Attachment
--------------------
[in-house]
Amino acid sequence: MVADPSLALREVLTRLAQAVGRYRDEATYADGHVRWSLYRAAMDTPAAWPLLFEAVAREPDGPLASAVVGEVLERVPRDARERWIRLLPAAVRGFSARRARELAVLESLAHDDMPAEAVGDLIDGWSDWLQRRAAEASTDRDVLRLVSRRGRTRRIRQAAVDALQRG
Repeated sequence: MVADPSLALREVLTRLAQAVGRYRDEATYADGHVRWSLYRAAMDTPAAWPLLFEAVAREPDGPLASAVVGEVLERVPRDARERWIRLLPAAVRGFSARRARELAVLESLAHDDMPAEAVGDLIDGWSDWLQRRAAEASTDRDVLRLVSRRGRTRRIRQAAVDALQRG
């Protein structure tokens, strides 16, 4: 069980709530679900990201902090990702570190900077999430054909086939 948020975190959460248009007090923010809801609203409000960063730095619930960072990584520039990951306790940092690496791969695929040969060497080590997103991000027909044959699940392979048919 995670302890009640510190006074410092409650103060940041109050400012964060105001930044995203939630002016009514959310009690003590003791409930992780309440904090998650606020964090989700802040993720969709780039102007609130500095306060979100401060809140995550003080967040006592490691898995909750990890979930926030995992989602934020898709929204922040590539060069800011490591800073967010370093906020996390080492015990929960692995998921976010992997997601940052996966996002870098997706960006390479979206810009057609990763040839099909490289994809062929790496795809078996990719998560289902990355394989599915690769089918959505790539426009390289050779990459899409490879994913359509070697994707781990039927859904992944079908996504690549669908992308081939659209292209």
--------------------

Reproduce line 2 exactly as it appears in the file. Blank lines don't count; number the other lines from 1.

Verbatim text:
Amino acid sequence: MVADPSLALREVLTRLAQAVGRYRDEATYADGHVRWSLYRAAMDTPAAWPLLFEAVAREPDGPLASAVVGEVLERVPRDARERWIRLLPAAVRGFSARRARELAVLESLAHDDMPAEAVGDLIDGWSDWLQRRAAEASTDRDVLRLVSRRGRTRRIRQAAVDALQRG